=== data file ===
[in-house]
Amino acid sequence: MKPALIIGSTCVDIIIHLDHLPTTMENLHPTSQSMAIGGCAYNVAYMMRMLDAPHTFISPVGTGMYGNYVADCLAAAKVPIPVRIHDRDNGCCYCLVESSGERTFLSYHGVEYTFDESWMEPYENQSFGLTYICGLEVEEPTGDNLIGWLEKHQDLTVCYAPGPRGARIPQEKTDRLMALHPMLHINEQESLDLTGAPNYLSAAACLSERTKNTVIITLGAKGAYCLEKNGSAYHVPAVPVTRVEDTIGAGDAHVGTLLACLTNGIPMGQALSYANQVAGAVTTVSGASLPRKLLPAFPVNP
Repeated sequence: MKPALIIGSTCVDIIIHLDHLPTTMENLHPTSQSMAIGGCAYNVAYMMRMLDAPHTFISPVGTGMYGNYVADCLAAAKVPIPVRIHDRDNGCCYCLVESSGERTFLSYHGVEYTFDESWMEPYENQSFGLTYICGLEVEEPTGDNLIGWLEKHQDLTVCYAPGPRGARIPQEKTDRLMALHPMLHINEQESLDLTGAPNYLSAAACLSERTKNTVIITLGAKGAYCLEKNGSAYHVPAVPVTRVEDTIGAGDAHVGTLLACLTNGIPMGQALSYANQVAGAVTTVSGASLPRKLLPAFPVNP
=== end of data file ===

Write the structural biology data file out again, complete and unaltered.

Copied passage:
[in-house]
Amino acid sequence: MKPALIIGSTCVDIIIHLDHLPTTMENLHPTSQSMAIGGCAYNVAYMMRMLDAPHTFISPVGTGMYGNYVADCLAAAKVPIPVRIHDRDNGCCYCLVESSGERTFLSYHGVEYTFDESWMEPYENQSFGLTYICGLEVEEPTGDNLIGWLEKHQDLTVCYAPGPRGARIPQEKTDRLMALHPMLHINEQESLDLTGAPNYLSAAACLSERTKNTVIITLGAKGAYCLEKNGSAYHVPAVPVTRVEDTIGAGDAHVGTLLACLTNGIPMGQALSYANQVAGAVTTVSGASLPRKLLPAFPVNP
Repeated sequence: MKPALIIGSTCVDIIIHLDHLPTTMENLHPTSQSMAIGGCAYNVAYMMRMLDAPHTFISPVGTGMYGNYVADCLAAAKVPIPVRIHDRDNGCCYCLVESSGERTFLSYHGVEYTFDESWMEPYENQSFGLTYICGLEVEEPTGDNLIGWLEKHQDLTVCYAPGPRGARIPQEKTDRLMALHPMLHINEQESLDLTGAPNYLSAAACLSERTKNTVIITLGAKGAYCLEKNGSAYHVPAVPVTRVEDTIGAGDAHVGTLLACLTNGIPMGQALSYANQVAGAVTTVSGASLPRKLLPAFPVNP